Thursday, August 5, 2010

Job security at the heart of recurring labor problems in PAL

August 5, 2010

The Partido ng Manggagawa (PM) agreed with Malacanang’s initial view that the problems besetting the Philippine Airlines (PAL) is more than the pilots’ decision to seek better paying jobs elsewhere.

The group insists that at the heart of the continuing labor disputes in PAL is job security and the regression in labor standards in the flag carrier.

“A regression in labor standards in Asia’s first airline is a scorn to Filipino’s pride that is supposed to be flying high with the flag carrier,” said the group in a statement.

Partido ng Manggagawa chair Renato Magtubo, said the current resignations of PAL pilots, the ground crews’ struggle against spinoff and contractualization and the flight attendants fight for job security, “all speak of deteriorating labor standards at the flag carrier and as such warrant an active intervention if the government intends to correct this rocky labor-management relations in PAL.”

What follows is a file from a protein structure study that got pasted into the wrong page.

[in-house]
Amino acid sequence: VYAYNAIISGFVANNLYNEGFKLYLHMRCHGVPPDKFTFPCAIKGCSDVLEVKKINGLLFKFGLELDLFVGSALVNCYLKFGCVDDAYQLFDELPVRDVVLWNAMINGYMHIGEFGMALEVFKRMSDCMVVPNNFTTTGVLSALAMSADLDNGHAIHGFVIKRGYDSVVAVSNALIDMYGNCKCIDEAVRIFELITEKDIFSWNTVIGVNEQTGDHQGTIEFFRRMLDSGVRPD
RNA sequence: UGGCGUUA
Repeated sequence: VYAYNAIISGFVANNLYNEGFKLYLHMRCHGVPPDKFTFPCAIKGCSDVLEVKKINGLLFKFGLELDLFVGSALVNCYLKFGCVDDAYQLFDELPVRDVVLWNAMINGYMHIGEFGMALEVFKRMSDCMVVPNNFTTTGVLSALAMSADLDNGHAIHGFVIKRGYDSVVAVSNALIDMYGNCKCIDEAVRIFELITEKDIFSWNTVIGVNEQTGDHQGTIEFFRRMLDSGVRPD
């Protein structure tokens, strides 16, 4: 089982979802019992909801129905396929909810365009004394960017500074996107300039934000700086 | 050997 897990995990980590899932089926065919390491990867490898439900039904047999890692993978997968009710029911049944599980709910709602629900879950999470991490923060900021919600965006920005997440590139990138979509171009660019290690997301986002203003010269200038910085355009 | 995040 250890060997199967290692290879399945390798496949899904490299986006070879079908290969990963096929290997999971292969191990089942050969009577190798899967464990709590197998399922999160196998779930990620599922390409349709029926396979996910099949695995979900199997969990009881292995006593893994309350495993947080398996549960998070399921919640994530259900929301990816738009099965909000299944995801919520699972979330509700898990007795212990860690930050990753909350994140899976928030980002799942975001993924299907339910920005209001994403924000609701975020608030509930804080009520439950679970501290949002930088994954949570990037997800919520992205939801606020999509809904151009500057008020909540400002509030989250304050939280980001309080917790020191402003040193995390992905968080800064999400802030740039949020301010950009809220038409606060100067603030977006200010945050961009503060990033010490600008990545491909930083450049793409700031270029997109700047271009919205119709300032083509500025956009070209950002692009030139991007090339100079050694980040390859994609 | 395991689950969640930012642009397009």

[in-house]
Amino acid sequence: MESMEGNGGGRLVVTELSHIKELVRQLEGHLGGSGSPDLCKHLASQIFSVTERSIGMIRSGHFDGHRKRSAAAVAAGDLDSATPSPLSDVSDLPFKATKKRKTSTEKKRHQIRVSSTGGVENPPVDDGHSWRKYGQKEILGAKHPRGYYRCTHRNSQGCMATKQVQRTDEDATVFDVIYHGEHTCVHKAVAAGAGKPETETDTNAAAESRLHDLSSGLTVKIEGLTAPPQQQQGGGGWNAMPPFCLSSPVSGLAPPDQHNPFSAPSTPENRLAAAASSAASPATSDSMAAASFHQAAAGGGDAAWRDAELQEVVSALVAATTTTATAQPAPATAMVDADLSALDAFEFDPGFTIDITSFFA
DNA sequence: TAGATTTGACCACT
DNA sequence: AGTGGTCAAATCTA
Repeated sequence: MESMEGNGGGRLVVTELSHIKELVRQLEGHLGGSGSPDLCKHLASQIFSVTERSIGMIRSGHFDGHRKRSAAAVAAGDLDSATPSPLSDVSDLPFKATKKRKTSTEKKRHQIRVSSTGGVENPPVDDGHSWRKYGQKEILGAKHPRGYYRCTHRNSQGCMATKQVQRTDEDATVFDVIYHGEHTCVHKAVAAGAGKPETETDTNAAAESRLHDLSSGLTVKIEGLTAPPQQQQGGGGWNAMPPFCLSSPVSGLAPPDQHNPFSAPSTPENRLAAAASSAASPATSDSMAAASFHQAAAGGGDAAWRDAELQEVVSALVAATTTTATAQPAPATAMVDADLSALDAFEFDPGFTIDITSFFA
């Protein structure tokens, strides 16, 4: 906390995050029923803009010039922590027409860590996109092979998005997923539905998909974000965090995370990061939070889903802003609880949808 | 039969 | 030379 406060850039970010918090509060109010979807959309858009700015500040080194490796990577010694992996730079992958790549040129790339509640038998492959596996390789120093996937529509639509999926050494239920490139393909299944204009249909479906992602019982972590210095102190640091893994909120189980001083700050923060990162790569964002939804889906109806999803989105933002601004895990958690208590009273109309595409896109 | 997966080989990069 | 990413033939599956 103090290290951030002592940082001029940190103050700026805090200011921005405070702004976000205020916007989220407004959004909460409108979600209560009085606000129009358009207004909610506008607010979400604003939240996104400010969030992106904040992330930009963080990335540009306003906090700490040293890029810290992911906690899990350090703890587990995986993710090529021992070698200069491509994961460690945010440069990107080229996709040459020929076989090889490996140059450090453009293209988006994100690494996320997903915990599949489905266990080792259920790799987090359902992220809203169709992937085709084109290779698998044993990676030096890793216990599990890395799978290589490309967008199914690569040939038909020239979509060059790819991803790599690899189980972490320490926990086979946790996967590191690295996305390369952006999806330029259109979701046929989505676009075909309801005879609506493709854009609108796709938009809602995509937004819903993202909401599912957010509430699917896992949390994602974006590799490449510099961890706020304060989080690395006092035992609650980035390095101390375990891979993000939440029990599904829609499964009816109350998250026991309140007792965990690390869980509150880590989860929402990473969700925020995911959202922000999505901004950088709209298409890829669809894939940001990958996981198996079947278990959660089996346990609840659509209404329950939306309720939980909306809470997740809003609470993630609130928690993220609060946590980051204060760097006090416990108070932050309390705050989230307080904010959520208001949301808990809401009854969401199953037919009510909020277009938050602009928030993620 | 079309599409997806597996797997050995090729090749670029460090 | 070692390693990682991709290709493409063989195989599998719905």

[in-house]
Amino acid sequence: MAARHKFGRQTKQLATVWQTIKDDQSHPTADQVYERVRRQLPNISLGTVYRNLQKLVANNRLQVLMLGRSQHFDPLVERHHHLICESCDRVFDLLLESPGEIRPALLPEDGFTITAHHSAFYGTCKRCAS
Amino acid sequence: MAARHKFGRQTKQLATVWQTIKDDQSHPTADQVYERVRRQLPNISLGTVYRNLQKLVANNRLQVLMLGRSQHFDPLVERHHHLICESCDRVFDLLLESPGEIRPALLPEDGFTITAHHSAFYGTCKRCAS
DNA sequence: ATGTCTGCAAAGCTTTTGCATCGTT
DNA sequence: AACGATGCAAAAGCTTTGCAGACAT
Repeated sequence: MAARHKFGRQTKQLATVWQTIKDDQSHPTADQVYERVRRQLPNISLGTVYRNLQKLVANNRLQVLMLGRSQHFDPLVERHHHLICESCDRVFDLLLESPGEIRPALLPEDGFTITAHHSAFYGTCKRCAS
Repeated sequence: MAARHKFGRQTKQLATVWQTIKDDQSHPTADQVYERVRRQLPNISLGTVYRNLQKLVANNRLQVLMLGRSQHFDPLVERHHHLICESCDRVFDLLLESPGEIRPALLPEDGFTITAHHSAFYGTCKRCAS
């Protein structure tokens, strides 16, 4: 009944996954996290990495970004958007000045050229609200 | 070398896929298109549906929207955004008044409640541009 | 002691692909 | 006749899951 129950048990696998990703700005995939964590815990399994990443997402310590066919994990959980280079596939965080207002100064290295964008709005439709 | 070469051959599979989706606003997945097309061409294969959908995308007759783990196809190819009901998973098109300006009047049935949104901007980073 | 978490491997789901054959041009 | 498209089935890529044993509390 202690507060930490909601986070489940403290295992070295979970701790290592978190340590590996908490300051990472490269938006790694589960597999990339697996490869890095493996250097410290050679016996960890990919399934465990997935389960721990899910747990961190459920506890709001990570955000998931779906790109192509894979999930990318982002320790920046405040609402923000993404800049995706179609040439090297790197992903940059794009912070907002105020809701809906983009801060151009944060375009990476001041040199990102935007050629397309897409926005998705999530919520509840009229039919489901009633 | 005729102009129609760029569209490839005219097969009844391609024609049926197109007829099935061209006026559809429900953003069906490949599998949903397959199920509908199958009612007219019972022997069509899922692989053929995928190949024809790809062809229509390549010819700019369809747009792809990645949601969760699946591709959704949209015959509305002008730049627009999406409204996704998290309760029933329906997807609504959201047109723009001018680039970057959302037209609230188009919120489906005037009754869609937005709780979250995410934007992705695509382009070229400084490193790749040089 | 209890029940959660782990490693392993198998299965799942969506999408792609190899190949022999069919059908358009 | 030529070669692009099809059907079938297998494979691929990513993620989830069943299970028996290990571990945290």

Magtubo, who’s group has been involved with the PAL employees struggle for job security since the 1998 strike believes that the pilots’ mass resignations and the company’s unresolved disputes with the Philippine Airlines Employees Association (PALEA) and the Flight Attendants and Stewardees Association of the Philippines (FASAP) may again lead to a full-blown strike if the company refuses to heed the employees demands and the government fail to carry out proper intervention.

Proper government intervention, according to Magtubo, can be done by invoking not just the ‘national interest’ but also the ‘social justice’ provision of the Constitution declaring a State policy recognizing the primacy of labor over capital.

On Agust 12, PALEA has a scheduled conciliation meeting with the management and the labor department on the planned spinoff of PAL’s ground handling operations to other Tan companies. The plan will result to the mass layoff of some 2,600 ground crew pesonnels as they shift from regular to contractual work arrangements with the spinoff companies.

PALEA describes the plan as a ‘massive contractualization of regular employees’ thus it is seeking the reversal of the ‘midnight decision’ by then acting secretary Romeo Lagman rendering legality for the planned contractualization scheme.

The FASAP is also struggling against the lowering of their retirement age to 40 and several other issues affecting their job security.

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